All About Steve

All About Steve was originally set to come out last spring, starring Sandra Bullock, who hadn't had a hit in years, and Bradley Cooper, who had been part of a handful of successful comedies but had yet to become a household name.

Now that it's coming out this weekend, of course, it's being sold as a vehicle for the stars of The Proposal and The Hangover, the summer's two biggest comedies. It would be a much easier sell if All About Steve were actually funny, rather than just an interminable series of gags based around the shrillest, most obvious characters imaginable.

Most shrill of all is Bullock as Mary Horowitz, a vague kind of lunatic who wears red pleather boots every day, can't help spouting trivia to strangers on the bus, and lives at home with her parents basically for lack of something better to do. She doesn't have Asperger's, exactly, but she definitely crosses the line from socially awkward to irritating, making her a completely unrelatable character from the moment she explains, in voiceover, how crossword puzzles are just like life.

Yes, her job is to write crossword puzzles for a Sacramento newspaper, a laughably unrealistic job even before newspapers effectively ceased to exist. She's only interested in the words and language of crosswords until she meets Steve (Cooper), a beautiful but bland cameraman for the CCN news network who at first is happy about Mary's advances on their first date, but quickly surmises, well after we have, that she's an intolerable wacko. This becomes even more clear when Mary makes her next puzzle "All About Steve," getting her canned from her ludicrous job and giving her nothing to do but tail Steve as he and his team follow stories across the Southwest.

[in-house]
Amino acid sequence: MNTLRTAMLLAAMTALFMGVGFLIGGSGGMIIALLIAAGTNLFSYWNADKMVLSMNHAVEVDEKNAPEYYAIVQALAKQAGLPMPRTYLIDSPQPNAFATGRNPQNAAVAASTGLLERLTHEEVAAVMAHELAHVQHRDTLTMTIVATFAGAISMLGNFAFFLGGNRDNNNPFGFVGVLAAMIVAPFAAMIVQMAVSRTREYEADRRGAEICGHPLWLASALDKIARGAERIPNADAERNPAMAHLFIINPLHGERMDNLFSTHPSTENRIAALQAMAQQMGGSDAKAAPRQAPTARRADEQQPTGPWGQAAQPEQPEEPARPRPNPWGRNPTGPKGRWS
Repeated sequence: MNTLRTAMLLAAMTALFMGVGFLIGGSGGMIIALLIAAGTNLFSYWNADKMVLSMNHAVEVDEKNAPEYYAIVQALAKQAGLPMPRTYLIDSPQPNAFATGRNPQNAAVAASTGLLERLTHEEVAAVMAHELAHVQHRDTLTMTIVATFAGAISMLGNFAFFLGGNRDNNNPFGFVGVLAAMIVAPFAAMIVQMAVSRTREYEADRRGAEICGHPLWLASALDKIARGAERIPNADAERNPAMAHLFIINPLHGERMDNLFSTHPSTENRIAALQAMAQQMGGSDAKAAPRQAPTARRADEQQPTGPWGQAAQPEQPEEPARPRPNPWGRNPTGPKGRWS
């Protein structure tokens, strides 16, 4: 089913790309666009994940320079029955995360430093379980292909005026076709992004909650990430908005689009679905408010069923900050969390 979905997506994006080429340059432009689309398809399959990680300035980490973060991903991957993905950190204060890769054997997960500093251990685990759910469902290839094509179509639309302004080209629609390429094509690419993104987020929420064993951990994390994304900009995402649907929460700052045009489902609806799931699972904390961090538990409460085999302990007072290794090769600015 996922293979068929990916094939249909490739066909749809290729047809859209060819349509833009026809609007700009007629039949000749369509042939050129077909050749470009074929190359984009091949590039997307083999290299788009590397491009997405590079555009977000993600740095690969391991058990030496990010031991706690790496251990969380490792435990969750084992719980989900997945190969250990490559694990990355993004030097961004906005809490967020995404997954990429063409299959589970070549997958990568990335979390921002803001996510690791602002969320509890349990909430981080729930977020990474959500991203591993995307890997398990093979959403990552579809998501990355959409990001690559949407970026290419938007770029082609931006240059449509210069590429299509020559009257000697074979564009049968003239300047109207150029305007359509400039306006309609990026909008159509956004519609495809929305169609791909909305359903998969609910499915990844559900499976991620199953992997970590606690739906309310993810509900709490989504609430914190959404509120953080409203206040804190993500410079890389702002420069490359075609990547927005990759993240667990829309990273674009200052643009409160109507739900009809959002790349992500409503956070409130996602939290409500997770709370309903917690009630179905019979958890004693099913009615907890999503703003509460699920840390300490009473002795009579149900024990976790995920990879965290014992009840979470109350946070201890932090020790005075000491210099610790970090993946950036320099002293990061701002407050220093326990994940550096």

Joining Steve on the job are pompous news reporter Hartman (Thomas Haden Church) and a camera assistant played by Ken Jeong, who for the first time in his short career fails to give his character an ounce of personality. The stories they're after are kind of bizarre and fascinating-- a baby born with three legs, an entire group of deaf schoolchildren trapped in an abandoned mine-- but we're mostly subjected to Mary dispensing folksy crossword wisdom and Hartman's weird, unexplained fixation on getting Mary to keep chasing them. Mary runs into some random side characters who seem inexplicably enthralled with her, while Steve continues to lose it as Mary pops up everywhere they go.

Everything about this movie that ought to indicate comedy is off, from basic timing to intended laugh lines that just fall dead onscreen. Worst of all, though, is Mary, intended as the kind of crazy tornado who makes all the normal people reconsider their lives, but just unbelievably irritating in practice. Bullock never finds her rhythm within the character's eccentricities, and isn't at all helped by Kim Barker's script, which doesn't develop the character well enough to make her even comprehensible. Phil Traill caps the whole thing off by directing the movie as if Mary is America's unheralded sweetheart waiting to be discovered.

Clearly everyone involved in this was embarrassed even before their careers took off this summer, and even Fox seems to be hoping that everyone is too busy grilling out for Labor Day to remember to see it. It's easily the worst comedy I've ever seen with such normally top-shelf talent in it. Hopefully they'll forget about being part of this as quickly as I plan to forget seeing it.

Katey Rich

Staff Writer at CinemaBlend